|From the Institute on Taxation and Economic Policy.|
To be fair, the gas tax is also regressive. It hits poor people harder for exactly the same reasons as the sales tax does. It differs, however, in that people have options for transportation--very few are completely dependent on driving a car (at least not driving by themselves). There are no options when it comes to buying things like clothing, furniture, or kitchen utensils--you just need them, and you'll pay sales tax on them. But perhaps more importantly, those who earn very little are already much more likely to not drive; under McDonnell's plan, a gas tax they didn't need to pay would be replaced by an increase to the sales tax they pay every day. And the money would be used to fund roads that, by and large, they don't ever use. I doubt the governor would admit that his goal is to shift the burden of transportation funding to his lowest-income constituents, but that's the practical effect of this plan.
This would also make driving cheaper at the expense of those who don't drive, or don't drive often. At 17.5 cents, the current state gas tax accounts for about 5% of the cost of gasoline at the pump. Drivers would save this money and be able to spend it elsewhere--like on things that are subject to sales tax. The proposed increase in the gas tax is only 0.8%, however. So where before about 5% of the money drivers spent on gas was going toward transportation funding, now they can take that money and spend it on an extra coffee at Starbucks every week and only 0.8% of that money is going to transportation. This is a blatant shift further away from user fee-funded transportation, but in more ways than are immediately obvious.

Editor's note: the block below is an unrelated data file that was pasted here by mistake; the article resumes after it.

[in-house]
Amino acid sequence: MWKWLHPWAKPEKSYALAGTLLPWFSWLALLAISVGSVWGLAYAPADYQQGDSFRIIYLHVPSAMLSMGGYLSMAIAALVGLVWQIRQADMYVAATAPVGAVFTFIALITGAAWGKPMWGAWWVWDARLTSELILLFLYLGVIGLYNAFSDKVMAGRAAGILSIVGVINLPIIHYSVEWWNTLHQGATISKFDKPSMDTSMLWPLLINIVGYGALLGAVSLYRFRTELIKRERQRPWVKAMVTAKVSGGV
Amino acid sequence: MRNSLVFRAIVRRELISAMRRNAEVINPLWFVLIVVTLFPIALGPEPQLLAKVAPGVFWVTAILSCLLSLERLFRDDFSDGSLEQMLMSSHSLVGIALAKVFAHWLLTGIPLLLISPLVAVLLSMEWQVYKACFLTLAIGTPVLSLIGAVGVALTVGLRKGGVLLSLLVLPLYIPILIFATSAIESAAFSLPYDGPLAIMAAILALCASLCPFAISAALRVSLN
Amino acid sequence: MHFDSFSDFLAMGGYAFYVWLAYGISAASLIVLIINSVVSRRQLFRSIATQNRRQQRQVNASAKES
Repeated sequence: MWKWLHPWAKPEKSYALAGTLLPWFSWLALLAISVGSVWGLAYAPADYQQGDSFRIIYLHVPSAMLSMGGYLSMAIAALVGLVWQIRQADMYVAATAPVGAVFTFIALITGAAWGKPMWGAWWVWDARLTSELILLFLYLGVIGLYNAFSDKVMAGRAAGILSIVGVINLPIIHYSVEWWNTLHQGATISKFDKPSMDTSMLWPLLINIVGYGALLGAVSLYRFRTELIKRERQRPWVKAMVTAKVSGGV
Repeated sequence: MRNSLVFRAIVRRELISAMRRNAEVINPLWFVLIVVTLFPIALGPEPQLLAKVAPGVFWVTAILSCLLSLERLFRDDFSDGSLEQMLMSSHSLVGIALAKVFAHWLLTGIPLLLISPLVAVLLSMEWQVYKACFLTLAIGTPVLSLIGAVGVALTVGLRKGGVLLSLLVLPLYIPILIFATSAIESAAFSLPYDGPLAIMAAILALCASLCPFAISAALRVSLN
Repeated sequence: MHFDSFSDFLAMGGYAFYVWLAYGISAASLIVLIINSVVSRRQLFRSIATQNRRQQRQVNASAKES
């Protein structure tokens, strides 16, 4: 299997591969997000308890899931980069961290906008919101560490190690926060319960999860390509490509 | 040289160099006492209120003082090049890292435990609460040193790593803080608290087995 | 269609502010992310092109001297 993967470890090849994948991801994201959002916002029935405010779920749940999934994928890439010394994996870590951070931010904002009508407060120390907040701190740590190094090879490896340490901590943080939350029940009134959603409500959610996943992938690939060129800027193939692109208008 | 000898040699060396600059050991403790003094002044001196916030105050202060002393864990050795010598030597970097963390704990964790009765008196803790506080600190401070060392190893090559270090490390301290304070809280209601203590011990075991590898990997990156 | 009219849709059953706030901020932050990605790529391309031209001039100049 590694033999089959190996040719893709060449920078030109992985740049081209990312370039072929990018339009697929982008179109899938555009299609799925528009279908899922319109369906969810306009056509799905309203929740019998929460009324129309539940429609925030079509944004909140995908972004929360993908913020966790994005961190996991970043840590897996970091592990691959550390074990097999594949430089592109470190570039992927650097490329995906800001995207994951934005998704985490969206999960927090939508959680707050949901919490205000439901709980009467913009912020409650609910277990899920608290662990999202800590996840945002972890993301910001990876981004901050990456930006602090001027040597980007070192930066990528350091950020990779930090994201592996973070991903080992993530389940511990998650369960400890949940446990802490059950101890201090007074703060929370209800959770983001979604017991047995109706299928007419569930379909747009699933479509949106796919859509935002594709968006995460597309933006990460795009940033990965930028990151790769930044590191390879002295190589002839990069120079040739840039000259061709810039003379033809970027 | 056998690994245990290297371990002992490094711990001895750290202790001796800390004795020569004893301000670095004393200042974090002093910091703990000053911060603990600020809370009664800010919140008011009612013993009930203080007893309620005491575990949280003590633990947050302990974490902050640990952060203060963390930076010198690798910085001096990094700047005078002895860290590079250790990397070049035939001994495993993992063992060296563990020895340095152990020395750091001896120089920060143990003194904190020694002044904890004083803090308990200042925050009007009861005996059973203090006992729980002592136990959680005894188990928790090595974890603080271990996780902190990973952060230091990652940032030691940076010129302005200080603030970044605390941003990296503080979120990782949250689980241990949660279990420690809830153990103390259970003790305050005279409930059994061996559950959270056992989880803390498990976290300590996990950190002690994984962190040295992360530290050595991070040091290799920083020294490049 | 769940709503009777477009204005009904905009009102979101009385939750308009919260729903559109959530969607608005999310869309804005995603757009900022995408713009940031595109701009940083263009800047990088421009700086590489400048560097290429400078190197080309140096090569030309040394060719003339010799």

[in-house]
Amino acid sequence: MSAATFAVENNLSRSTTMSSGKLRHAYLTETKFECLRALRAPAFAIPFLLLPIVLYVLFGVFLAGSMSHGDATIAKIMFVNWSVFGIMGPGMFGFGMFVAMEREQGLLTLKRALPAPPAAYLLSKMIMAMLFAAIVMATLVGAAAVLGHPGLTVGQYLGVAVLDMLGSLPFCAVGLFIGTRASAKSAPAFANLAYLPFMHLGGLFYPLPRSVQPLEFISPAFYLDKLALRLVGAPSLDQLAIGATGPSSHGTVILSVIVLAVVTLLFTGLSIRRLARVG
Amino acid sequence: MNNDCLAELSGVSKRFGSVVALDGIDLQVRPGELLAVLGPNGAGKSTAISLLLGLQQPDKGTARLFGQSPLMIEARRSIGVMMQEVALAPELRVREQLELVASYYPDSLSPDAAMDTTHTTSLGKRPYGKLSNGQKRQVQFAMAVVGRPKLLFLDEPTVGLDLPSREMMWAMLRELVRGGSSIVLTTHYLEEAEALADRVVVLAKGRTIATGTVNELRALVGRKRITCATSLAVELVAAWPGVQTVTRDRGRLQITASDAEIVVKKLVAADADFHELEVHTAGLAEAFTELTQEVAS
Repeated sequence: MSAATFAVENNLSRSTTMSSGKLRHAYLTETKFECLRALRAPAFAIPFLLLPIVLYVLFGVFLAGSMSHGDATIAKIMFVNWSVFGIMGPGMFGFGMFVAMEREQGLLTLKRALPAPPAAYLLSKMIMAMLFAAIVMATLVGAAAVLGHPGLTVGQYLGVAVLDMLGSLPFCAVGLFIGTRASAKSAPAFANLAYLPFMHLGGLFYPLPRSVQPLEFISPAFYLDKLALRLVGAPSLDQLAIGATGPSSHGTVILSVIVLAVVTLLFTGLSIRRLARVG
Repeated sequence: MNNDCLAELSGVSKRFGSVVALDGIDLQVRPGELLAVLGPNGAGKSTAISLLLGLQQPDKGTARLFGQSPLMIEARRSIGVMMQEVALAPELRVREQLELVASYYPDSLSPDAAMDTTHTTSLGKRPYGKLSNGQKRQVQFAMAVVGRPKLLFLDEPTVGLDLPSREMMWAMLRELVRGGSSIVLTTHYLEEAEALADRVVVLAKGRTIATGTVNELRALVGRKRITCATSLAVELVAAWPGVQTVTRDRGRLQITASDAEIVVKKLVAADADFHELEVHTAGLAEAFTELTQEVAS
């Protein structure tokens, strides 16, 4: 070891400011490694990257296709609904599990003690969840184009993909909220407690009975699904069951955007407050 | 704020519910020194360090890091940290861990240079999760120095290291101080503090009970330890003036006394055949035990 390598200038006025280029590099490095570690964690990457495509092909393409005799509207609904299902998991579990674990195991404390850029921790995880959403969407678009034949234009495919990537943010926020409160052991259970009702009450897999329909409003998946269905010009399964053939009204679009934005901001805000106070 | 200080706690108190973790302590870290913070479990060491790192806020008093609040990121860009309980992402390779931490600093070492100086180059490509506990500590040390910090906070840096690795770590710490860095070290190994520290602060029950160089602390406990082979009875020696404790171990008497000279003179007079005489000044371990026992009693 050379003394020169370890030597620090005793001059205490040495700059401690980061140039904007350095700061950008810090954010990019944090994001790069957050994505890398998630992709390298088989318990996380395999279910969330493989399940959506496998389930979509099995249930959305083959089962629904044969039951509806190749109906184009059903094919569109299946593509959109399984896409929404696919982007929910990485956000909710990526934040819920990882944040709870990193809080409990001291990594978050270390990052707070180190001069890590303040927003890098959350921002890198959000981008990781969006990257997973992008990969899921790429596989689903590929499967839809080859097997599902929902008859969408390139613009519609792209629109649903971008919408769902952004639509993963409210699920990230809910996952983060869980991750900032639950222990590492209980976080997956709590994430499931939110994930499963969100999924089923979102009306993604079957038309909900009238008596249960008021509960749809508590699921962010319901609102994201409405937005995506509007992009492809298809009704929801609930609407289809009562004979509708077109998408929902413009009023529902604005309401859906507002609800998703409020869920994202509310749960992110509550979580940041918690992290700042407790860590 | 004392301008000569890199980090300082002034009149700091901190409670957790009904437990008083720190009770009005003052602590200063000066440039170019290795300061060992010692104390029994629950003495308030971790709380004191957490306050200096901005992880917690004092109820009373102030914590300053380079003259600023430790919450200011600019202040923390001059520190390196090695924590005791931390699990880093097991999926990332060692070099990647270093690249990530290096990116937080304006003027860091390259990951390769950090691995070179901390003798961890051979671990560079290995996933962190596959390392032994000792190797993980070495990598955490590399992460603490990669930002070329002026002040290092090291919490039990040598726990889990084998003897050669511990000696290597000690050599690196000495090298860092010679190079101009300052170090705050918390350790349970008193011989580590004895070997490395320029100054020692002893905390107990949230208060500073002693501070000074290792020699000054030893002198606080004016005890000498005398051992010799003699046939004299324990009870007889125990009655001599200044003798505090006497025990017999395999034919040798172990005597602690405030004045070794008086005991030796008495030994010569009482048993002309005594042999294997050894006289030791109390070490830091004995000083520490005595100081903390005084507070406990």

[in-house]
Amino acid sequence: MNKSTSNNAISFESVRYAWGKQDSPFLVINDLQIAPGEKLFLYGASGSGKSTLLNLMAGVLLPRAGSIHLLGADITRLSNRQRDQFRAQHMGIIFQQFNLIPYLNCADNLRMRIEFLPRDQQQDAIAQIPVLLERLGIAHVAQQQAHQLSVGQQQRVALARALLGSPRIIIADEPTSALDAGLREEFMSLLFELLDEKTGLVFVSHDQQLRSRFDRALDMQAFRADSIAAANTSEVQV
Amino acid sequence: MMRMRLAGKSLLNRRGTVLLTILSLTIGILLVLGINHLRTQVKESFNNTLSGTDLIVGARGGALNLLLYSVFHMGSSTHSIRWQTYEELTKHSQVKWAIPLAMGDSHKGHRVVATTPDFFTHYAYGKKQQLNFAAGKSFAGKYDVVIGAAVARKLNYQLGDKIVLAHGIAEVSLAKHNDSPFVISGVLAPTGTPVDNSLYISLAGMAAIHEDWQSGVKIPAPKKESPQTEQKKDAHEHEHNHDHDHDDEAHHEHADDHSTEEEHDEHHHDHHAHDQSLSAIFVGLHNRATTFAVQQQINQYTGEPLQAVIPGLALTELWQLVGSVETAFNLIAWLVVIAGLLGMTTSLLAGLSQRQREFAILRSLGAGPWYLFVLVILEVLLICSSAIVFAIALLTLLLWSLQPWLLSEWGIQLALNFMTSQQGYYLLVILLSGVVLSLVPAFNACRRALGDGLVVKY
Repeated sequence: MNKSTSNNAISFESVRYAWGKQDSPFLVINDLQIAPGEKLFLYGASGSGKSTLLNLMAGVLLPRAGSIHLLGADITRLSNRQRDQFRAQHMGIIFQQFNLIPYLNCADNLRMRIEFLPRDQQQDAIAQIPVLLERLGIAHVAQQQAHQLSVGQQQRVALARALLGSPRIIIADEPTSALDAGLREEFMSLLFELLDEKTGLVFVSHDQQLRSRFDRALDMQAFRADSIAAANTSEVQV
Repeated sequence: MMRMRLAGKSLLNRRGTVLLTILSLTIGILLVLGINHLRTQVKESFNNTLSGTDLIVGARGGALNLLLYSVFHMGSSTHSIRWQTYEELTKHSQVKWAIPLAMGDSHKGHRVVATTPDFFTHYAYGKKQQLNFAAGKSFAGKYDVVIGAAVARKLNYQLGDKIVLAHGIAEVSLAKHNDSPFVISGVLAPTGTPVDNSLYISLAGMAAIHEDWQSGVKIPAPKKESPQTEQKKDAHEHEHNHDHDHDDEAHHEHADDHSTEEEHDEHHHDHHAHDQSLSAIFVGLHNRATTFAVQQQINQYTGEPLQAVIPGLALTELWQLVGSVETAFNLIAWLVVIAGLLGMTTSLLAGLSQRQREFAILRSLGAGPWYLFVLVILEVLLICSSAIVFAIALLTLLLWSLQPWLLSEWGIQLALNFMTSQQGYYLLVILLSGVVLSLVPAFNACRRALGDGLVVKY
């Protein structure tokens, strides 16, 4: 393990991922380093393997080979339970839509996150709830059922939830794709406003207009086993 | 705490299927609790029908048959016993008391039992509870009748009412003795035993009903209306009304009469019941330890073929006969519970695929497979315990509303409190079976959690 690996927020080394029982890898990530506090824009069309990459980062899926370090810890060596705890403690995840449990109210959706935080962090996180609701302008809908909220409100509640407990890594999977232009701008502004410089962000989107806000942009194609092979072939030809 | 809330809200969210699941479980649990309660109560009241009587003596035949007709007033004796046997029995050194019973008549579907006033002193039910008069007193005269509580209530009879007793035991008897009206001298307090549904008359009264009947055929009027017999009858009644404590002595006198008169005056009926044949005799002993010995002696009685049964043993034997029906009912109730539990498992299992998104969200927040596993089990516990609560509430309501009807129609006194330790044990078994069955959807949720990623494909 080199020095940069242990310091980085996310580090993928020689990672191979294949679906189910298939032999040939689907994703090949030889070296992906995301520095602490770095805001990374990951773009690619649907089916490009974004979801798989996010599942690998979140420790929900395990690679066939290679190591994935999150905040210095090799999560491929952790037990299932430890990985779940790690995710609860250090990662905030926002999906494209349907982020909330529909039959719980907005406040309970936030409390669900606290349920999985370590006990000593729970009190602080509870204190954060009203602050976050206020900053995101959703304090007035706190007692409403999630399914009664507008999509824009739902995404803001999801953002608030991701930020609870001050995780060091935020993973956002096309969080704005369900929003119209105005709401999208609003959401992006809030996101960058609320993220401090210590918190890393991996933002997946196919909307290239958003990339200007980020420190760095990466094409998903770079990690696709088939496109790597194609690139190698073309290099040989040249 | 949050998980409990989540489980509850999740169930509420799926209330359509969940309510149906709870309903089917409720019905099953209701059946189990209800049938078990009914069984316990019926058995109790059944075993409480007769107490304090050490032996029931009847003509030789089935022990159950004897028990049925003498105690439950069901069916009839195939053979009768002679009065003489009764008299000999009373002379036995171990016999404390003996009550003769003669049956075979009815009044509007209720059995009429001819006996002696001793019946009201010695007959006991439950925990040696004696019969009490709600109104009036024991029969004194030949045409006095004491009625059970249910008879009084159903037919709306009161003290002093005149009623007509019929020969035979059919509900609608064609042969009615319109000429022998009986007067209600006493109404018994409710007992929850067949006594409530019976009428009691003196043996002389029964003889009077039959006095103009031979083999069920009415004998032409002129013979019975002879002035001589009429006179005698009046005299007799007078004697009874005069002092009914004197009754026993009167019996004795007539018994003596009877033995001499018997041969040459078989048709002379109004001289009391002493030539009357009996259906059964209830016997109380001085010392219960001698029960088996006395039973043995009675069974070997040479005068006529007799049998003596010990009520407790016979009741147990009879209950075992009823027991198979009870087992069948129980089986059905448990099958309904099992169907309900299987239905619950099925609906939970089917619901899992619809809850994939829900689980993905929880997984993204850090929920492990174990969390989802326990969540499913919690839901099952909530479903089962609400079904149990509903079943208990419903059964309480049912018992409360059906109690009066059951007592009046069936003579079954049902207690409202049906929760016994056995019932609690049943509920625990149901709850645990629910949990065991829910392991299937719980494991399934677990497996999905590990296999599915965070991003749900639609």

Compare this to people who don't drive, who save exactly nothing and pay more on nearly all of their day-to-day purchases. And again, the people who don't drive are already disproportionately lower-income. Those who may have decided to get rid of their car or rely more on public transportation for financial reasons are being punished for that decision, while drivers are encouraged to keep on keepin' on.